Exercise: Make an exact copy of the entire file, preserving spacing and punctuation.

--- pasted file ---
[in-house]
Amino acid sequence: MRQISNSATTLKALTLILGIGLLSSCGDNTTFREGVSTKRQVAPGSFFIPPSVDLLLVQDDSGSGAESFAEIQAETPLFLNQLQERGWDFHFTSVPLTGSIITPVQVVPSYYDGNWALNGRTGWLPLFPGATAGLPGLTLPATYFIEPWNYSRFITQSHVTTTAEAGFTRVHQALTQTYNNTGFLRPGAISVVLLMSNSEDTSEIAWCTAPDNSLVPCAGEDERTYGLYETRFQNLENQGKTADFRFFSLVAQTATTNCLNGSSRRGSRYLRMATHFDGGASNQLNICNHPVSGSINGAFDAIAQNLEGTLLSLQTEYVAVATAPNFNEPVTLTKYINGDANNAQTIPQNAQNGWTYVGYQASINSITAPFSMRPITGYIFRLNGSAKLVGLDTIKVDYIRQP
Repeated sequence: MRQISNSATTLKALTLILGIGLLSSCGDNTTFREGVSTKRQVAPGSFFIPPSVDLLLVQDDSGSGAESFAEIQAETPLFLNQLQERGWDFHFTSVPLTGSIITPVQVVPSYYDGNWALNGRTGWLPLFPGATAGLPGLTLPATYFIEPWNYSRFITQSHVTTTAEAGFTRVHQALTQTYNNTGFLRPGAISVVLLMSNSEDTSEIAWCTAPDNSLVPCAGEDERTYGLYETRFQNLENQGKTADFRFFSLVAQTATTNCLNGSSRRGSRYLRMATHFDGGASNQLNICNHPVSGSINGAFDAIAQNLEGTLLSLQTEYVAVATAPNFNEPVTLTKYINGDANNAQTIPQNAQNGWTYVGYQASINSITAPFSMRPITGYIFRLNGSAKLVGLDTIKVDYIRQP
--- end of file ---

[in-house]
Amino acid sequence: MRQISNSATTLKALTLILGIGLLSSCGDNTTFREGVSTKRQVAPGSFFIPPSVDLLLVQDDSGSGAESFAEIQAETPLFLNQLQERGWDFHFTSVPLTGSIITPVQVVPSYYDGNWALNGRTGWLPLFPGATAGLPGLTLPATYFIEPWNYSRFITQSHVTTTAEAGFTRVHQALTQTYNNTGFLRPGAISVVLLMSNSEDTSEIAWCTAPDNSLVPCAGEDERTYGLYETRFQNLENQGKTADFRFFSLVAQTATTNCLNGSSRRGSRYLRMATHFDGGASNQLNICNHPVSGSINGAFDAIAQNLEGTLLSLQTEYVAVATAPNFNEPVTLTKYINGDANNAQTIPQNAQNGWTYVGYQASINSITAPFSMRPITGYIFRLNGSAKLVGLDTIKVDYIRQP
Repeated sequence: MRQISNSATTLKALTLILGIGLLSSCGDNTTFREGVSTKRQVAPGSFFIPPSVDLLLVQDDSGSGAESFAEIQAETPLFLNQLQERGWDFHFTSVPLTGSIITPVQVVPSYYDGNWALNGRTGWLPLFPGATAGLPGLTLPATYFIEPWNYSRFITQSHVTTTAEAGFTRVHQALTQTYNNTGFLRPGAISVVLLMSNSEDTSEIAWCTAPDNSLVPCAGEDERTYGLYETRFQNLENQGKTADFRFFSLVAQTATTNCLNGSSRRGSRYLRMATHFDGGASNQLNICNHPVSGSINGAFDAIAQNLEGTLLSLQTEYVAVATAPNFNEPVTLTKYINGDANNAQTIPQNAQNGWTYVGYQASINSITAPFSMRPITGYIFRLNGSAKLVGLDTIKVDYIRQP